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Curt Carpenter
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It does matter mechanically. I actually replied too hastily last time. The mechanic that I like (sidestepping poorly contrived examples for the moment) is the ability of the attacker to say "I'm coming in with n units, are you fighting or not?" and force the defender decide on the whole batch. That is, the defender can't just fight with one unit, if that is what they perceive is optimal for them.
 
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Mikko Saari
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Saying what you mean makes it easier to understand than foggy examples, I now understand what you mean. Of course, I'll have to disagree.

The way I see it, even if the attacker may move several units at once, I don't see why defender wouldn't have the right to choose "this guy will fight and this guy won't". If attacker can choose how many units to move, shouldn't defender be allowed to choose how many units fight?

The way I see fights in Antike is that neither side can have total control over it. Both sides fight as much as they want and the what's left is what's left.

If it's optimal for defender to fight just one unit, I'd say they can do it, but then again attacker has the option to change the situation. I don't see why attacker should be able to reduce the options of the defender.

Of course, Mac Gerdts has the final word on this, and the way I see it has nothing to do with how you play it. I just wouldn't play it the way you would.
 
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Brian Newman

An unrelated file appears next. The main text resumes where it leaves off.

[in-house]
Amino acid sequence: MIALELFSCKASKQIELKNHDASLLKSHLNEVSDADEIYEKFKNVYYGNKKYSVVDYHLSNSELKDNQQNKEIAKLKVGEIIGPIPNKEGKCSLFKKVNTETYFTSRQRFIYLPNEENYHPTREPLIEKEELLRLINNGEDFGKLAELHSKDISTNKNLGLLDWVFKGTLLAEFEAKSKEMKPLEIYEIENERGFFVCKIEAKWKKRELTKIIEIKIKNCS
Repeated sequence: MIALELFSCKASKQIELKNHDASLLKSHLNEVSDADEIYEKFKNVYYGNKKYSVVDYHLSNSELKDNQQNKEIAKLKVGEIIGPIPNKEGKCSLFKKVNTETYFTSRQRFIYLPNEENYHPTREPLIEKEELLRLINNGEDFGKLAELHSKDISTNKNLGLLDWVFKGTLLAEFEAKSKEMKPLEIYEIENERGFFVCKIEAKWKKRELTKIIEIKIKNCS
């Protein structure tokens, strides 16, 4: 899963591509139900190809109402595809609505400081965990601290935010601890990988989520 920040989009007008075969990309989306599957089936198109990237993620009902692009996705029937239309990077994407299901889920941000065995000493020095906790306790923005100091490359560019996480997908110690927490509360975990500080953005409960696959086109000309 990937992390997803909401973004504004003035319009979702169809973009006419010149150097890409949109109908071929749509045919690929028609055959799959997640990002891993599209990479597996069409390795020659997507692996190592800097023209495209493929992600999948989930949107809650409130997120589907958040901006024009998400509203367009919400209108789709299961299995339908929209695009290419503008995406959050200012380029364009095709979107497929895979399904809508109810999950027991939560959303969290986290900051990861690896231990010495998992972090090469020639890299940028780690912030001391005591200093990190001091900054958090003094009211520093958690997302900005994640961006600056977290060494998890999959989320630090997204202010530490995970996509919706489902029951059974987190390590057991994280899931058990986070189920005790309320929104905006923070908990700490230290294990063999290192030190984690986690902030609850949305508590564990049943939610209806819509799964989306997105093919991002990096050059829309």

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It does make a mechanical difference. If the defender has 2 units, and the attacker moves in 4, but the defender only protests the last unit, then they each remove 1 unit. Now the attacker will have to call another Maneuver action to get rid of the other defending unit, rather than combatting them all at once as the attacker wanted to do.
 
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Jim Cote
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Blackberry wrote:
It does make a mechanical difference. If the defender has 2 units, and the attacker moves in 4, but the defender only protests the last unit, then they each remove 1 unit. Now the attacker will have to call another Maneuver action to get rid of the other defending unit, rather than combatting them all at once as the attacker wanted to do.


I haven't played Antike yet, but my understanding is that either side can cancel piece for piece any/all units in the same location. There doesn't need to be extra actions used for this at all. Right?
 
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J C Lawrence
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Blackberry wrote:
It does make a mechanical difference. If the defender has 2 units, and the attacker moves in 4, but the defender only protests the last unit, then they each remove 1 unit. Now the attacker will have to call another Maneuver action to get rid of the other defending unit, rather than combatting them all at once as the attacker wanted to do.


False.

When a military unit moves into a location combat will occur if the moving player or ANY player with units in the region wishes it. Ergo the moving player can give the locals no choice, and they can pick which locals they give that (lack of) choice to. Similarly the locals can give the moving player no choice.

Where the rules are unclear is when several players have units in an area when an N'th player moves units in. The ambiguity is over what order the potential conflects are resolved in. We play that the active player decides the order of resolution.